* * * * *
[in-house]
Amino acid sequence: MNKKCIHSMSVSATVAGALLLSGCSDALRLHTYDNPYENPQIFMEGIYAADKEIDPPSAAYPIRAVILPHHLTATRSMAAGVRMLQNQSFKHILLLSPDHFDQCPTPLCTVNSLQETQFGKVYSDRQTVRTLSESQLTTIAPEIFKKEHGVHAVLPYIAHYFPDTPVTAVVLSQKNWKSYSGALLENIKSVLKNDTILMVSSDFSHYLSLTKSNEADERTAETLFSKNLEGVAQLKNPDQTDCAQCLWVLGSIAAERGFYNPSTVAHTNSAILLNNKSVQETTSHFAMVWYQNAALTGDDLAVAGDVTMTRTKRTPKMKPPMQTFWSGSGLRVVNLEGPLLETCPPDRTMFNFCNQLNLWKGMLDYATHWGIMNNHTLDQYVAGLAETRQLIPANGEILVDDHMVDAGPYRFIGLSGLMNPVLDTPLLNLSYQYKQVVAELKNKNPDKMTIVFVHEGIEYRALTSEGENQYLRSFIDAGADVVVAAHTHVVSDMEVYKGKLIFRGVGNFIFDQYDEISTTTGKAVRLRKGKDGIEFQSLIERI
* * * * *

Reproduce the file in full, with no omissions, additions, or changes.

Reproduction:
[in-house]
Amino acid sequence: MNKKCIHSMSVSATVAGALLLSGCSDALRLHTYDNPYENPQIFMEGIYAADKEIDPPSAAYPIRAVILPHHLTATRSMAAGVRMLQNQSFKHILLLSPDHFDQCPTPLCTVNSLQETQFGKVYSDRQTVRTLSESQLTTIAPEIFKKEHGVHAVLPYIAHYFPDTPVTAVVLSQKNWKSYSGALLENIKSVLKNDTILMVSSDFSHYLSLTKSNEADERTAETLFSKNLEGVAQLKNPDQTDCAQCLWVLGSIAAERGFYNPSTVAHTNSAILLNNKSVQETTSHFAMVWYQNAALTGDDLAVAGDVTMTRTKRTPKMKPPMQTFWSGSGLRVVNLEGPLLETCPPDRTMFNFCNQLNLWKGMLDYATHWGIMNNHTLDQYVAGLAETRQLIPANGEILVDDHMVDAGPYRFIGLSGLMNPVLDTPLLNLSYQYKQVVAELKNKNPDKMTIVFVHEGIEYRALTSEGENQYLRSFIDAGADVVVAAHTHVVSDMEVYKGKLIFRGVGNFIFDQYDEISTTTGKAVRLRKGKDGIEFQSLIERI